Many years ago a fellow genealogist and I published our research on a family in a respected journal. Our research proved that an old established lineage had the wrong immigrant ancestor arriving on the wrong ship.

    Unfortunately their huge and very long-standing family organization had named their newsletter after this incorrect ship. And thus they proved not only reluctant to accept our findings (which meant a change in newsletter name) but became somewhat antagonistic towards us. Then followed several years (yes I said YEARS) of us trying to persuade them of the validity or our research.

    Primary documents proving it was the wrong mand and wrong ship could not convince them to give up their beliefs. They simply refused to look or think about what we'd found. We published our research in 2000. Last year the organization finally admitted that our research was correct and advised their membership of the new lineage.

    I applaud them for finally coming around but have to admit I've always wondered why it took over 10 years to accept the facts.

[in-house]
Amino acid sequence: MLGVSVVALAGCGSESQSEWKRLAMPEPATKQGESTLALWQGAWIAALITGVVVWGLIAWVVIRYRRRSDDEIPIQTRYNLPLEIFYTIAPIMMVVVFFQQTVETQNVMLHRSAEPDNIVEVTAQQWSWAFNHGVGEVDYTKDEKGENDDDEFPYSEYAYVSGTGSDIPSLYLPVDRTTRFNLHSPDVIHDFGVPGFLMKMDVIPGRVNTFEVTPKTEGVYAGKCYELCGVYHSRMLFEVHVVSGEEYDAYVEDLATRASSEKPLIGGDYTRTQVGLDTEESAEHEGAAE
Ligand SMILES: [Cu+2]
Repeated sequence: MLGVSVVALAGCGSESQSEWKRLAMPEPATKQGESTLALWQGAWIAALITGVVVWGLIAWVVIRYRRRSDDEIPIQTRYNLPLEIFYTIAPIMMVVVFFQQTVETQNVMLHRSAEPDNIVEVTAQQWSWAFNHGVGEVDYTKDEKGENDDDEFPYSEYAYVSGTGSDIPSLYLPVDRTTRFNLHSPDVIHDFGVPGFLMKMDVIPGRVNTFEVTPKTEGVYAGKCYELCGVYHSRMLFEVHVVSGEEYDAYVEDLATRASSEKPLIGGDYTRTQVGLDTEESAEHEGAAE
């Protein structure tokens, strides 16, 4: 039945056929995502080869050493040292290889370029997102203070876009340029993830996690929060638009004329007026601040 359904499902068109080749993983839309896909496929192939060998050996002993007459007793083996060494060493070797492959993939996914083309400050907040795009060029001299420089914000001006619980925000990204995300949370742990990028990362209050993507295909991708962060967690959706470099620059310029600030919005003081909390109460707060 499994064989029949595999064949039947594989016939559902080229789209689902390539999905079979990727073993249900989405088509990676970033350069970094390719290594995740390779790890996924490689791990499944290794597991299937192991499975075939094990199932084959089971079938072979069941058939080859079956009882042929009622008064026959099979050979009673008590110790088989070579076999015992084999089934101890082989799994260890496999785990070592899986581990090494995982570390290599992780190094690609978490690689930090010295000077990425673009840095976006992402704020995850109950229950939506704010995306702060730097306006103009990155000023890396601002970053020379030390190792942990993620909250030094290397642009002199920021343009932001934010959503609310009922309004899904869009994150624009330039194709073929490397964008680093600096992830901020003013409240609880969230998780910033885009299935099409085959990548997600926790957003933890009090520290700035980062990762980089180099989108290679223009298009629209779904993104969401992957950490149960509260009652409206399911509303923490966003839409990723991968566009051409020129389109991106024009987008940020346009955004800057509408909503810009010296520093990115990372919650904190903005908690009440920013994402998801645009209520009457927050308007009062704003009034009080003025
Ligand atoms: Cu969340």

2. I notice these discussions all the time (as for myself, I guess I haven't produced anything worth stealing yet!!) Sometimes I think people are too obsessed with "credit" for their work. But in Megan's article, and Lorine's stories, I am completely shocked that people imagine there are "versions" of genealogy and they "prefer" a certain version. What? A couple produces a child, and possibly raises the child, who then produces children, and so on. These things happened, they are facts. Since there was indeed ONLY one version, why aren't people just determined to get at the truth? It only happened one way. There is no such thing as "close", although certainly one could find some facts - such as a location of birth, say - and be unsuccessful in knowing more, say, the names of the parents. But you can't just decide that persons A and B are "close" to being the parents, or ship X is "close" to being the ship that was traveled on. That's all nonsense.